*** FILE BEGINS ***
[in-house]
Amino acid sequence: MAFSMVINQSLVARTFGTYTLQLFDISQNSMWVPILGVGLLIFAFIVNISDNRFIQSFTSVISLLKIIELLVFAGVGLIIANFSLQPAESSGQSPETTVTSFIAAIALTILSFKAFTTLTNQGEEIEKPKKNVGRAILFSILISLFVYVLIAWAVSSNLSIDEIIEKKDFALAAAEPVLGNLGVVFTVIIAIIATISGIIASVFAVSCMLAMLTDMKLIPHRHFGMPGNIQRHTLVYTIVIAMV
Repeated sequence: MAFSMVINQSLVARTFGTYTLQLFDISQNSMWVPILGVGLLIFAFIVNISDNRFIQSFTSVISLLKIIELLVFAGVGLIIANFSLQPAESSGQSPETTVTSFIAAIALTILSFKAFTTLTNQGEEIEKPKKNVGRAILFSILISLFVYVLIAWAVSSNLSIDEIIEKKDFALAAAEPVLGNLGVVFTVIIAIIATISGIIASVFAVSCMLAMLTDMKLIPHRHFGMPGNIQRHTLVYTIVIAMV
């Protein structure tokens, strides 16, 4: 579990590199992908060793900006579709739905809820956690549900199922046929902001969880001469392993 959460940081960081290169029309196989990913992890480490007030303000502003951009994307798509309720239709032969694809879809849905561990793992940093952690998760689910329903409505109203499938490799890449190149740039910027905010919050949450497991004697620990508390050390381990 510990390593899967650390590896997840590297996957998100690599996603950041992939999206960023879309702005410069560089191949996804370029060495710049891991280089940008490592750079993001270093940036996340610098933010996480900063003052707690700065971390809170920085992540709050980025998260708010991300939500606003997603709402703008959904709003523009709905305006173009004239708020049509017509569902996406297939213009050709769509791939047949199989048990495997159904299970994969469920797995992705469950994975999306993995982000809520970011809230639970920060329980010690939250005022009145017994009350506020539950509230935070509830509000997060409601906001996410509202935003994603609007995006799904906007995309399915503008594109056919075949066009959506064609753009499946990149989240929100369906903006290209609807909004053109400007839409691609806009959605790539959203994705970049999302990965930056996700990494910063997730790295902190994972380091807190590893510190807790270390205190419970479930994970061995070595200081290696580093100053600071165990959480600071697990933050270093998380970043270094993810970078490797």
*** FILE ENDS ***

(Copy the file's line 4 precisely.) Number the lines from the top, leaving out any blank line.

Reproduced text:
């Protein structure tokens, strides 16, 4: 579990590199992908060793900006579709739905809820956690549900199922046929902001969880001469392993 959460940081960081290169029309196989990913992890480490007030303000502003951009994307798509309720239709032969694809879809849905561990793992940093952690998760689910329903409505109203499938490799890449190149740039910027905010919050949450497991004697620990508390050390381990 510990390593899967650390590896997840590297996957998100690599996603950041992939999206960023879309702005410069560089191949996804370029060495710049891991280089940008490592750079993001270093940036996340610098933010996480900063003052707690700065971390809170920085992540709050980025998260708010991300939500606003997603709402703008959904709003523009709905305006173009004239708020049509017509569902996406297939213009050709769509791939047949199989048990495997159904299970994969469920797995992705469950994975999306993995982000809520970011809230639970920060329980010690939250005022009145017994009350506020539950509230935070509830509000997060409601906001996410509202935003994603609007995006799904906007995309399915503008594109056919075949066009959506064609753009499946990149989240929100369906903006290209609807909004053109400007839409691609806009959605790539959203994705970049999302990965930056996700990494910063997730790295902190994972380091807190590893510190807790270390205190419970479930994970061995070595200081290696580093100053600071165990959480600071697990933050270093998380970043270094993810970078490797």